Secretary of State Mike Pompeo affirmed in a Nov. 14 speech that the United States will continue to fight the ISIS terrorist group, noting that they’re watching the space previously occupied by the caliphate “like a hawk.” He framed the battle as “a test of civilization against barbarism.”
His remarks came during the opening of talks in Washington with foreign ministers of the Global Coalition to Defeat ISIS, a group formed by the United States in 2014.
“The United States will continue to lead the coalition and the world on this essential security effort,” Pompeo said. The coalition will discuss and review in meetings with 31 other nations about the next steps to take as part of their joint campaign to defeat ISIS.
The United States is keeping open its capacity to conduct air operations and has repositioned some troops in northeast Syria and in the broader region to “make sure that ISIS will never get a second wind and to prevent ISIS from re-capturing the oil fields,” Pompeo said. In addition, U.S. leadership is working with members of the coalition to stabilize already liberated areas, get humanitarian relief to its intended destinations, and ensure ISIS will not gain new footholds will continue.
One of the actions the coalition should take to limit the chances of an ISIS resurgence is for coalition members to “take back the thousands” of captured terrorist fighters in Iraq and Syria—who had come from their countries—into custody. He said coalition members should “impose accountability for the atrocities that they have perpetrated,” Pompeo said, saying they should be prosecuted.
“We can’t stop now,” Pompeo said. “We must make sure that ISIS never again flourishes, that work begins with carrying out justice against those who deserve it.”
Mark Cancian, senior adviser for the International Security Program at the Center for Strategic and International Studies, told The Epoch Times he doesn’t believe the United States will completely withdraw its presence in Syria, since it doesn’t want to see another resurgence of the terrorist group.
“U.S. decision-makers are inclined to maintain some presence in Syria because they are haunted by the experience in Iraq,” he said. “The U.S. surged in 2007 and greatly reduced violence. Then the U.S. withdrew in 2011, allowing a partisan Iraqi government to oppress the Sunnis. That led to the rise of ISIS.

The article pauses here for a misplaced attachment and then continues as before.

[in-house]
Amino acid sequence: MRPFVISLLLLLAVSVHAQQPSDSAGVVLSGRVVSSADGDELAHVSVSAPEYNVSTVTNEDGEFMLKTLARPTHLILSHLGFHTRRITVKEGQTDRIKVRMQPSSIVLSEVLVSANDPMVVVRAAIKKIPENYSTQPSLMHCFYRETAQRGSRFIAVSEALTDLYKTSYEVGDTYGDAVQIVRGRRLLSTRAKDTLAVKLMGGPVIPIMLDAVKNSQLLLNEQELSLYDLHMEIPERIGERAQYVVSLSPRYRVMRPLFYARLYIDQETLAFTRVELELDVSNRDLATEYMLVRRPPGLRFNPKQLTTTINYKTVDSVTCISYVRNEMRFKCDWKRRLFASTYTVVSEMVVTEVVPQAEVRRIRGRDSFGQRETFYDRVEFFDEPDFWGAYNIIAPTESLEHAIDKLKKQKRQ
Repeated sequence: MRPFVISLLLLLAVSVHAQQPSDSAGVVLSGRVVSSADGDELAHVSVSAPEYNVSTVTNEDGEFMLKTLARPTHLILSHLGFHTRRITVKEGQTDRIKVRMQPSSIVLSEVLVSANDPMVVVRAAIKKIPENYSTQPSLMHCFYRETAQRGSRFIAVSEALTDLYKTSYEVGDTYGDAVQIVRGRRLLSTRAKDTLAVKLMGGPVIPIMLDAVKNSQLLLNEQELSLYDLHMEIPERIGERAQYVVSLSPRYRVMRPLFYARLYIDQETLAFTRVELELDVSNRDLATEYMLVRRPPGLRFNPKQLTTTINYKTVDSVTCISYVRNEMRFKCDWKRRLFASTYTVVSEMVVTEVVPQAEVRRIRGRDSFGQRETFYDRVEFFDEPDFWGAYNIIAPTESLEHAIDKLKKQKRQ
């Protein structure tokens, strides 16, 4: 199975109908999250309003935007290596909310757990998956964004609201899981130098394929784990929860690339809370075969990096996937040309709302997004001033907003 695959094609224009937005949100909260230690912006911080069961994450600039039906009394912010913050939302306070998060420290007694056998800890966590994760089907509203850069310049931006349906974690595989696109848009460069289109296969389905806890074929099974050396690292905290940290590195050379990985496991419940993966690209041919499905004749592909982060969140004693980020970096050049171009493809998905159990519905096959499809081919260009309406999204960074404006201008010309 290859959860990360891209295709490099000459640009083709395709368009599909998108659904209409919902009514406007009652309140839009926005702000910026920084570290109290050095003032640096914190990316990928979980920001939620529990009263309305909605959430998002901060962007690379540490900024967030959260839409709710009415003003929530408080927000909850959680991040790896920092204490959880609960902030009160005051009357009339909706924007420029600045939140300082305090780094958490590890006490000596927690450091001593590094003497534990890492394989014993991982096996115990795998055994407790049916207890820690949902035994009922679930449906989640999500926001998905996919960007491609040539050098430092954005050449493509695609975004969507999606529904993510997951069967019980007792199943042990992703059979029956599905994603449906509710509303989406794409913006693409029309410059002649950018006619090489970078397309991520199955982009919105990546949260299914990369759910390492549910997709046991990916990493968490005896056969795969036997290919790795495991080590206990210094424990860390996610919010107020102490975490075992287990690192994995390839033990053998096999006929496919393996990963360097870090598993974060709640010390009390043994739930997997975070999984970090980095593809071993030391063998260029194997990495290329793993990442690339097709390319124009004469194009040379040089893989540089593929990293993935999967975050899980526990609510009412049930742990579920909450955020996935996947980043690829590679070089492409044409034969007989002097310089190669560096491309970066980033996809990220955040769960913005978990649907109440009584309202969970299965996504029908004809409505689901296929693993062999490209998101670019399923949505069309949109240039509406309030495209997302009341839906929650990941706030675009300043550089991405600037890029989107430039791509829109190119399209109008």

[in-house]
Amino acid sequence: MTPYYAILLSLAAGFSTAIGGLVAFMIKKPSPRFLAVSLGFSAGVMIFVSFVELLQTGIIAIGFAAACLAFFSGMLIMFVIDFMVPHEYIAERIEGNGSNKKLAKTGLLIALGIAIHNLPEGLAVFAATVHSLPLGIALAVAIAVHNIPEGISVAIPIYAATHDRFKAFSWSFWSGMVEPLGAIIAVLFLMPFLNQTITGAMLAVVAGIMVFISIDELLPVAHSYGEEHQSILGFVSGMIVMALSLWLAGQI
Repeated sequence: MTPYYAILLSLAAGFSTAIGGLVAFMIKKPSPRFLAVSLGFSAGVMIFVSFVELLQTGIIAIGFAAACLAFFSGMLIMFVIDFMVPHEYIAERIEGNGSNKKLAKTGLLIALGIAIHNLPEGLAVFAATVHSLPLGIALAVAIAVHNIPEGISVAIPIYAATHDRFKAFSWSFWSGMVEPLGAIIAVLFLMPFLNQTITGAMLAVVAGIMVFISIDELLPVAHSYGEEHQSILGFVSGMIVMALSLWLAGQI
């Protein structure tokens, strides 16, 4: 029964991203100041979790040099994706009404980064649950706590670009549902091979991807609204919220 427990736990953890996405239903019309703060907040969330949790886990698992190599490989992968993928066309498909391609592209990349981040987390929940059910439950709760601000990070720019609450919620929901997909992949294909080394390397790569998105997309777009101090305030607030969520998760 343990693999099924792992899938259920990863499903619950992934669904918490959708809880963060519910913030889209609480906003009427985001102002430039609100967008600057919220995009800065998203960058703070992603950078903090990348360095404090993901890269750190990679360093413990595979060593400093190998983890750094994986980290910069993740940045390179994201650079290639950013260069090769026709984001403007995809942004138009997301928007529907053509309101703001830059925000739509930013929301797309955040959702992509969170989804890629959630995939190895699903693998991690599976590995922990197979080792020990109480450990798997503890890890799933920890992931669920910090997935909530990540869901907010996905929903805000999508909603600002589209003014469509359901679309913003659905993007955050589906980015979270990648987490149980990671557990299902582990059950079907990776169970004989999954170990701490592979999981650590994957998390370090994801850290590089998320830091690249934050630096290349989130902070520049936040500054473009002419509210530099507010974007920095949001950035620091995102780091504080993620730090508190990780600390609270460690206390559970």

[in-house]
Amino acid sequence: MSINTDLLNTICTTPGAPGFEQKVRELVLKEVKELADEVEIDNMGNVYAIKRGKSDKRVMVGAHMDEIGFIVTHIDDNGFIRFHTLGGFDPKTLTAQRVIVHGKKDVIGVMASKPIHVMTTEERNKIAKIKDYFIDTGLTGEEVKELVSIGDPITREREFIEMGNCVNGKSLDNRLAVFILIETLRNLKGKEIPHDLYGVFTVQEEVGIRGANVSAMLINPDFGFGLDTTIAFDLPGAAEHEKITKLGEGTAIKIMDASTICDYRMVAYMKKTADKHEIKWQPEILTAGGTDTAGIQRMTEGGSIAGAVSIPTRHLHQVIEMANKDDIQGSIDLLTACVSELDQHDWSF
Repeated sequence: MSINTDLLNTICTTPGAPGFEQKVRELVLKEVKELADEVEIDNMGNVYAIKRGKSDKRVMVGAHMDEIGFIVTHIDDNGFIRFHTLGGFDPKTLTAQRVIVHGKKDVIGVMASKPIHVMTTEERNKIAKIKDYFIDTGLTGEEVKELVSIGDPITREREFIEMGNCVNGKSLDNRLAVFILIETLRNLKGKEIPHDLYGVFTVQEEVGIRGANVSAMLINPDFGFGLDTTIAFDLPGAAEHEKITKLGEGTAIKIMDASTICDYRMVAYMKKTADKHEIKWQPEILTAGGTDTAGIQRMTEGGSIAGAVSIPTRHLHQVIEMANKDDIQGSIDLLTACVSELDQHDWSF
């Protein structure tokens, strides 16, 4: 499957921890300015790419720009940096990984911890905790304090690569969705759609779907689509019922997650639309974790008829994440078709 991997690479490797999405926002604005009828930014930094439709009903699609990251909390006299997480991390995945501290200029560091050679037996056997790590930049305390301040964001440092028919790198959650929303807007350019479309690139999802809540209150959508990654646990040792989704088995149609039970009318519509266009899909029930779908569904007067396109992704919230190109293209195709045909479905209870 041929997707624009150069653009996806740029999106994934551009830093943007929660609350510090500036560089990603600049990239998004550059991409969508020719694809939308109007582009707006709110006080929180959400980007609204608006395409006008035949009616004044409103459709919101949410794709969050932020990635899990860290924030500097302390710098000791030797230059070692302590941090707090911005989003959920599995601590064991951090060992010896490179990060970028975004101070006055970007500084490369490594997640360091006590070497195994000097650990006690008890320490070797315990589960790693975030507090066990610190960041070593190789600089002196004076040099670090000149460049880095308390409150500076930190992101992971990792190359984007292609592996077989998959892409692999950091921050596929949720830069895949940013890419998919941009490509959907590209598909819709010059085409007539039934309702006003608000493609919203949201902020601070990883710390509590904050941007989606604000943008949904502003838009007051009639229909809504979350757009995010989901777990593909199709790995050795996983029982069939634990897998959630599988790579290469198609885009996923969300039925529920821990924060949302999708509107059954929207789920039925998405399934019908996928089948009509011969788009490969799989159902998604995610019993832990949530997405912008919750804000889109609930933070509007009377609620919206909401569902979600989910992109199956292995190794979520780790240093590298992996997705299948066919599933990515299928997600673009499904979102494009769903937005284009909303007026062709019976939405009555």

“Decision-makers want to avoid that cycle in the future.”
Pompeo responded to critics in Washington who said the administration wasn’t treating the defeat of ISIS as a priority. He highlighted how Abu Bakr al-Baghdadi, the leader of ISIS, and Abu Hassan al-Muhajir, the spokesman for the group, were both killed in October in a raid carried out by U.S. Special Operations forces.
“Ask each of them whether there’s a deficit in American leadership countering ISIS,” he said, referring to the fallen ISIS leaders. “Today we are watching the space once occupied by this fraudulent caliphate like a hawk—that’s why we’re maintaining our residual presence.”
At one point in his remarks, Pompeo addressed what he called a growing concern about an ISIS threat emerging outside of Iraq and Syria and said the coalition recently agreed at the working level that West Africa and Sahel would be the preferred initial area for the coalition to focus on, outside of ISIS’s core space. This new initiative will not detract from the mission to eliminate all ISIS remnants in Iraq and Syria, he said.
Pompeo called the coalition assembled in front of him “one of the most successful multilateral undertakings of the century,” saying what they have achieved so far is historic. In September, the Trump administration announced the killing of Hamza Bin Laden, the son of Osama Bin Laden, and in March, the ISIS so-called “caliphate” was declared destroyed.
“We beat back a jihadist dream—a would-be terror state in the center of the Middle East—and we saved millions of people from tyranny unlike anything that the world has seen,” Pompeo said.